Tuesday, November 17, 2015

Crocheting Friendship

Sometimes I dream about the shows I've been watching or the books I've been reading before I go to sleep. I've even been known to dream that I'm still working after coming home from a late shift, the beep of the drive thru permeating my soul. But I've never dreamed a crochet pattern before.
Last night I was trying to figure out a shell stitch for a mermaid tail I'm planning to make for a Christmas present for my daughter. I kept consulting the pattern, one of the first chart-style patterns I've ever used. Instead of writing out the words, the author of the pattern draws a picture. This is especially useful if you're planning on using a pattern from the other side of the Atlantic; a double crochet in the US is called a treble crochet in the UK, and a US single crochet is a UK double crochet. (Who knows what they call a single crochet over there... and where slip stitches come into it.) This particular pattern was from across the pond, so instead of trying to figure out as I read, I used the picture, with its ovals, plus signs, and Orthodox crosses.
As I worked, I feverishly tried to make sense of what I was seeing; to make the picture into a tangible thing with yarn. I had to understand the symbols on the page, translate them from "someone else"-ish into "me"-ish. I had to make the pattern my own. I worked hard at this until my eyes were drooping. I set the yarn and the three rows or so onto my bedside table.
And the pattern entered my dreams.
I was still seeing a crochet pattern, only I knew that it wasn't a pattern for a mermaid tail. It was a person. It was a person in crochet pattern form, and I was struggling to understand it. Why had it been written that particular way, and was there anything I could do to change it, to help it, to make it better? I tried to understand it while trying to remember that because it wasn't me that I shouldn't place the same expectations on it that I had for myself. It was a different person, with different experiences in life, and it didn't see the world the way I did. I wondered if we would understand each other better if there was a way for me to show it how I saw the world, so it could understand my point of view, and if I could see the reasons why it saw the world the way it did, if that would help me understand why it did the things it did.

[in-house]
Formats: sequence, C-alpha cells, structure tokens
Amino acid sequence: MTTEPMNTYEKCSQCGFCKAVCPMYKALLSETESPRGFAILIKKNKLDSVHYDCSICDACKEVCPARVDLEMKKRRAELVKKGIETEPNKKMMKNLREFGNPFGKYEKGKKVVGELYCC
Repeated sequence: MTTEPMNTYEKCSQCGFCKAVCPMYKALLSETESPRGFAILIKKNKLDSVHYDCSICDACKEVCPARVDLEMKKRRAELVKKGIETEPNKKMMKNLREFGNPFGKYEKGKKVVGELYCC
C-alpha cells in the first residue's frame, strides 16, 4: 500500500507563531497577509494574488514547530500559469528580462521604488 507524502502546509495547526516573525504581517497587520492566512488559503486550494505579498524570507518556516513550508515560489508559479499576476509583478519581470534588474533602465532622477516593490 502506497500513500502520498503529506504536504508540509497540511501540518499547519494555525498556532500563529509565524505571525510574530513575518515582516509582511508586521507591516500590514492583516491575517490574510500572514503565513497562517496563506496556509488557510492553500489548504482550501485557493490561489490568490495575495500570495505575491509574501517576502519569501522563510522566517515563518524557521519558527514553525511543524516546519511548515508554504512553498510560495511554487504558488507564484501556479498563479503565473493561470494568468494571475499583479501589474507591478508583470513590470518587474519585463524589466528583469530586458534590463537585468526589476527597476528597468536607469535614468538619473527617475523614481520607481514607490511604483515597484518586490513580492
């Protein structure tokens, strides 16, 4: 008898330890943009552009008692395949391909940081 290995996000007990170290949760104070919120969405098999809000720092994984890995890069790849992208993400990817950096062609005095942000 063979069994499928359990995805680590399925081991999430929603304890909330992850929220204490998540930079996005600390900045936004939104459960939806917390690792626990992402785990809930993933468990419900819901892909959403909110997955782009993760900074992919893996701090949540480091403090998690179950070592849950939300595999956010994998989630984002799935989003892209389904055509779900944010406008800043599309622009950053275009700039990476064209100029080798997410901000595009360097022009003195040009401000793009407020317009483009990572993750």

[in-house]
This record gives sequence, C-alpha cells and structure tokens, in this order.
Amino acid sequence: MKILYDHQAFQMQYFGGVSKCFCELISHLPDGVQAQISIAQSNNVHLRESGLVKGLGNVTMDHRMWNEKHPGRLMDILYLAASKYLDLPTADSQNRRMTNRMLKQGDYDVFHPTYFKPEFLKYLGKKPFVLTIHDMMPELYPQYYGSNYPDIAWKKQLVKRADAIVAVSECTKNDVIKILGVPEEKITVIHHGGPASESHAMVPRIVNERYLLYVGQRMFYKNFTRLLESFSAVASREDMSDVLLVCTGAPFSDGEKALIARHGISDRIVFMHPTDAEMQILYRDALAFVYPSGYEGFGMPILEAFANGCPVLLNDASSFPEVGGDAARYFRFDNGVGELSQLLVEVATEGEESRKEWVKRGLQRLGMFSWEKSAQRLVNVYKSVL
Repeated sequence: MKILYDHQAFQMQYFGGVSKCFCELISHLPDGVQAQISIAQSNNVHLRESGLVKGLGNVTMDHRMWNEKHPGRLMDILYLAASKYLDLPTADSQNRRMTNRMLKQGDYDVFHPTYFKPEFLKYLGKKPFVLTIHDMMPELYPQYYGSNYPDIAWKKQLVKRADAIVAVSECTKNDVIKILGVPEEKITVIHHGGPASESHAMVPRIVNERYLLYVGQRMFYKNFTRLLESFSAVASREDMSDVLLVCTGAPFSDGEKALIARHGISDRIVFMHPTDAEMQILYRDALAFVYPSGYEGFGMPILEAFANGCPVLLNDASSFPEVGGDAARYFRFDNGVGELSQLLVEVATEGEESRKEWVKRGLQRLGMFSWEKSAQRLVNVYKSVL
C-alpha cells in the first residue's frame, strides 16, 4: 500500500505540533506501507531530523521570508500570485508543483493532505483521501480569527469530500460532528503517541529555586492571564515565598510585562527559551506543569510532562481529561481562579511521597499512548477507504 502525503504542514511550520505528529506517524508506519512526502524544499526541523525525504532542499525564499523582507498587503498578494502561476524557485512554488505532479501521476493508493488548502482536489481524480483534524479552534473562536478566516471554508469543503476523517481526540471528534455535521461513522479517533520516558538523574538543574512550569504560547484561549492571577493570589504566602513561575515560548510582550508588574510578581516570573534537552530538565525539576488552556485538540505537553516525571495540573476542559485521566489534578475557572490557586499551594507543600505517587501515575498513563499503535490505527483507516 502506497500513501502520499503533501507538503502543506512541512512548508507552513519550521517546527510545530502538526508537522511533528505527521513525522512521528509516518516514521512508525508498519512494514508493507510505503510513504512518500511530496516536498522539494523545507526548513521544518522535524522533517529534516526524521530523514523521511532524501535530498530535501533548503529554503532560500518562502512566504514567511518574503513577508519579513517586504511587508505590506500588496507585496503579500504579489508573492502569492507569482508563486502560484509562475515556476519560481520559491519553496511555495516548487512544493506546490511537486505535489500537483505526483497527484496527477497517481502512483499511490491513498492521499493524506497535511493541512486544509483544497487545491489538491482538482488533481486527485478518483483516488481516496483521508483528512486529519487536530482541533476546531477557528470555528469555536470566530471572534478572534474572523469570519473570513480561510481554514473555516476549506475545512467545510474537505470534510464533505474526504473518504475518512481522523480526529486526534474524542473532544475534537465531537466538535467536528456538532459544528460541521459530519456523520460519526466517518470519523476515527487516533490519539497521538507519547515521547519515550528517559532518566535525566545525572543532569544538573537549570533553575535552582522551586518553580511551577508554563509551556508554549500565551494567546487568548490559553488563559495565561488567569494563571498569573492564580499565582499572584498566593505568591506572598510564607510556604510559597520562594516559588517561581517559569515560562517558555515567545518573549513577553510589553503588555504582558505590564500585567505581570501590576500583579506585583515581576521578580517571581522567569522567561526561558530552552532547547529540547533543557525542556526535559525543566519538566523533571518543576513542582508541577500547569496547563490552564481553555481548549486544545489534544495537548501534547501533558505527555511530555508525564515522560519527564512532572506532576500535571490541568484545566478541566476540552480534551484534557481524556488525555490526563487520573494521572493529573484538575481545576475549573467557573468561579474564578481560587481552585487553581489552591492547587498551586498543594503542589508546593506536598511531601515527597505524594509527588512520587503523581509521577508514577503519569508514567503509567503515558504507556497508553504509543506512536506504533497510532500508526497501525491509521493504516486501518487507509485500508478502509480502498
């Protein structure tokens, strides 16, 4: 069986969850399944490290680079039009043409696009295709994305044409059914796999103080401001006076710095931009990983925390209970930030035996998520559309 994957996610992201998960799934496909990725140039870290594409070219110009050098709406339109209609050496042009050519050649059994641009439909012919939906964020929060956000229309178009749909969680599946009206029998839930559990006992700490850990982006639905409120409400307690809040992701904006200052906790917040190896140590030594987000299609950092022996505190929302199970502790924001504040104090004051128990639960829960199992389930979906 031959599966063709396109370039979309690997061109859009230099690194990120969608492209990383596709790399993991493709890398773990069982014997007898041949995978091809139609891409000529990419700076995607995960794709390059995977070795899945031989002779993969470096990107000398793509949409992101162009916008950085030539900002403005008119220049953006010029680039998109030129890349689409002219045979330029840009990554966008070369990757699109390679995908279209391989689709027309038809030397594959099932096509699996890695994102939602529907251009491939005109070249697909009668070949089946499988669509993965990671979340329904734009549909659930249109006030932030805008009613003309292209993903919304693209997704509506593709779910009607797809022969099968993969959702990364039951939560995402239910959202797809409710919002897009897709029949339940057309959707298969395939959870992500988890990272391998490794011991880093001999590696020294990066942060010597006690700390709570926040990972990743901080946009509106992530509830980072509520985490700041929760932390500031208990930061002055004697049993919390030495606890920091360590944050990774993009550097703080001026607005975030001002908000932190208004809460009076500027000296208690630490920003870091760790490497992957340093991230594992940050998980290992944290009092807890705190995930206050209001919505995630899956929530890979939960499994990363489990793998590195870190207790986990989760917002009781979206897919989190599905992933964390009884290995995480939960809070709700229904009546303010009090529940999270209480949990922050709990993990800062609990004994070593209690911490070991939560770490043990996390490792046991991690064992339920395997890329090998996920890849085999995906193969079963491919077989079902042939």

It was a weird dream.
Maybe what I should take from it is that getting to know someone new is like trying to read a crochet pattern. First you have to figure out the style of writing used by the person who wrote it, and only then will the information it's trying to convey make sense. Like we don't realize that we're all speaking different languages. It sounds like the same words we speak, but we don't have the same experiences as the person speaking the words, so we can't know what those words really mean to them.
The statement "the dog died today" could mean many different things depending on who said it, who heard it, and the dog in question. Maybe both people hated the dog because it stole their dessert every day and then pooped on their beds. Maybe the dog was their best friend from childhood and had suffered a long illness. Maybe the dog had just turned up on their doorstep a day earlier smelling like it had been rolling in week-dead goose.
Every situation, every word, every interaction is different for every person participating in it. We have to translate if we want to understand. And sometimes it's hard. Sometimes it takes a lot of time. Sometimes we want to give up.
But if we don't try to understand, we'll never know. If we put in the effort, the time, if we're willing to learn and see the world through someone else's eyes, then we may end up with something beautiful.
A mermaid tail.
Or a friend.

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